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Hamilton, J.W. (2004). Perceval's Psychosis Revisited. Free Associations, 11(1):89-103.

(2004). Free Associations, 11(1):89-103

Perceval's Psychosis Revisited

James W. Hamilton

A Patient's Account of His Psychosis, 1830-1832, written by John Perceval and published in 1838 and 1840 in two volumes, is a remarkable chronicle of a severe regressive experience. In an introduction to a revised edition, entitled Perceval's Narrative (1961), which combines the essence of the original work under one cover, Bateson interprets Perceval's psychopathology in terms of double-bind theory and intrafamilial scapegoating. Asserting that: ‘To evaluate a psychosis is perhaps impossible’, he goes on to say ‘that the psychosis [Perceval's] is more like some vast and painful initiatory ceremony conducted by the self’ and that his eventual restitution was due to ‘mysterious unconscious processes’. In this paper, an attempt will be made to understand Perceval's illness within the context of psychoanalytic ego psychology, emphasizing the aetiological role of object loss and the failure to mourn.

At the age of 27 in July, 1830, Perceval left Oxford University, where he had briefly been an undergraduate, and went to Row and Port Glasgow in Scotland to get involved with a radical evangelical sect known as the Irvingites who spoke in tongues and were alleged to perform miracles. However, because he became progressively more disturbed, he was asked to leave the group and travelled to Ireland. On December 16 in Dublin, he had to be restrained in his room at a local inn until he could be transferred, in January, to an asylum operated by a Dr Fox in Bristol where he was a patient through May, 1832.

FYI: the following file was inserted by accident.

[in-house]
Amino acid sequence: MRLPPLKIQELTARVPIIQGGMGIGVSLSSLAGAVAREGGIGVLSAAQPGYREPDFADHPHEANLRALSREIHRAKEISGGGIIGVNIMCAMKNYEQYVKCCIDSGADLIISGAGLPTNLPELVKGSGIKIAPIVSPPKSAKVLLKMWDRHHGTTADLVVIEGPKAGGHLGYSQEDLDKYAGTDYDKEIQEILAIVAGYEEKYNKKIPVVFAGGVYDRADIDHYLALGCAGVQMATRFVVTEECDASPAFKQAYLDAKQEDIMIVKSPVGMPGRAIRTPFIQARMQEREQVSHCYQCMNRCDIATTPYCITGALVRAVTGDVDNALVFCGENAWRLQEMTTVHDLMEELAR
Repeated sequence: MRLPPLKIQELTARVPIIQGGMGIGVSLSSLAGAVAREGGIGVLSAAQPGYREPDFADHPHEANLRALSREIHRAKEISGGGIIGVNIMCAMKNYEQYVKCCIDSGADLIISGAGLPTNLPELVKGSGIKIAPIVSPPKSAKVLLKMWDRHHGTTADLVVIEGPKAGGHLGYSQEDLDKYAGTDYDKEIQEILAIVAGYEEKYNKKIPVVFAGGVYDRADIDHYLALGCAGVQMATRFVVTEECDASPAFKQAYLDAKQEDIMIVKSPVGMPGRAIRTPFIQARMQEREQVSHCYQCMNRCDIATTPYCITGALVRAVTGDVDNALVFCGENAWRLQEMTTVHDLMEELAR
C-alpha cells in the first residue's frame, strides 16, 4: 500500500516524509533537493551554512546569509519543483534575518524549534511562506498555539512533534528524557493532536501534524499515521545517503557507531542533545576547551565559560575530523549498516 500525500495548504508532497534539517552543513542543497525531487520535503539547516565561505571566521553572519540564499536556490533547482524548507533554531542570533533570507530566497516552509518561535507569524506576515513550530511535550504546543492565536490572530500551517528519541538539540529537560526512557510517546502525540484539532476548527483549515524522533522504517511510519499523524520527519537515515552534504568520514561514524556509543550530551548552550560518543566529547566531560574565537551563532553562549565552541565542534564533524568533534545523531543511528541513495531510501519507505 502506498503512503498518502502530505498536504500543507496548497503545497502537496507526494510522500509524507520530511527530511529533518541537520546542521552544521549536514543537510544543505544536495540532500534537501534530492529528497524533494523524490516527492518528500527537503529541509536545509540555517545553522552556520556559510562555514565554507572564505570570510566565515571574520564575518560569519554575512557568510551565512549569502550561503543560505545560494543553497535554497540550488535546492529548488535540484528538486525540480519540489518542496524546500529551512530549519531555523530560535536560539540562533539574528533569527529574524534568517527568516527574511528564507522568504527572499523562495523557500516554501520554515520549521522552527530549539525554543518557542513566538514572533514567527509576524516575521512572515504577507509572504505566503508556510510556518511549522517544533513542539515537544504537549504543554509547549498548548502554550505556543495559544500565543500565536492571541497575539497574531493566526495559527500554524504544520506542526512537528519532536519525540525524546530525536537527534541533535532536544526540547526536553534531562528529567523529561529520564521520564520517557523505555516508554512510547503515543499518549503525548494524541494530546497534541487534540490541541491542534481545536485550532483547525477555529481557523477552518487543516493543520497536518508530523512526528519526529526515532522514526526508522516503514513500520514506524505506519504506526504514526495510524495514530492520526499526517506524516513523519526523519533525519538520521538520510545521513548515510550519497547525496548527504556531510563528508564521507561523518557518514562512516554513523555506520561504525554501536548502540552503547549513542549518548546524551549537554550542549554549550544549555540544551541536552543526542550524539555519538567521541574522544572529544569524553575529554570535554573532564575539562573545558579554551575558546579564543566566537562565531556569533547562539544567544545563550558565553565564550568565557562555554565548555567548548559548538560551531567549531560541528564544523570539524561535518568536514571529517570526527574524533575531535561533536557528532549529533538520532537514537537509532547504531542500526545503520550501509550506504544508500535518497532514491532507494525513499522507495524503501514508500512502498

Perceval's first book begins: In the year 1830, I was unfortunately deprived of the use of reason. This calamity befel me about Christmas The Almighty allowed my mind to become a ruin under sickness delusions of a religious nature and treatment contrary to nature. My soul survived that ruin.


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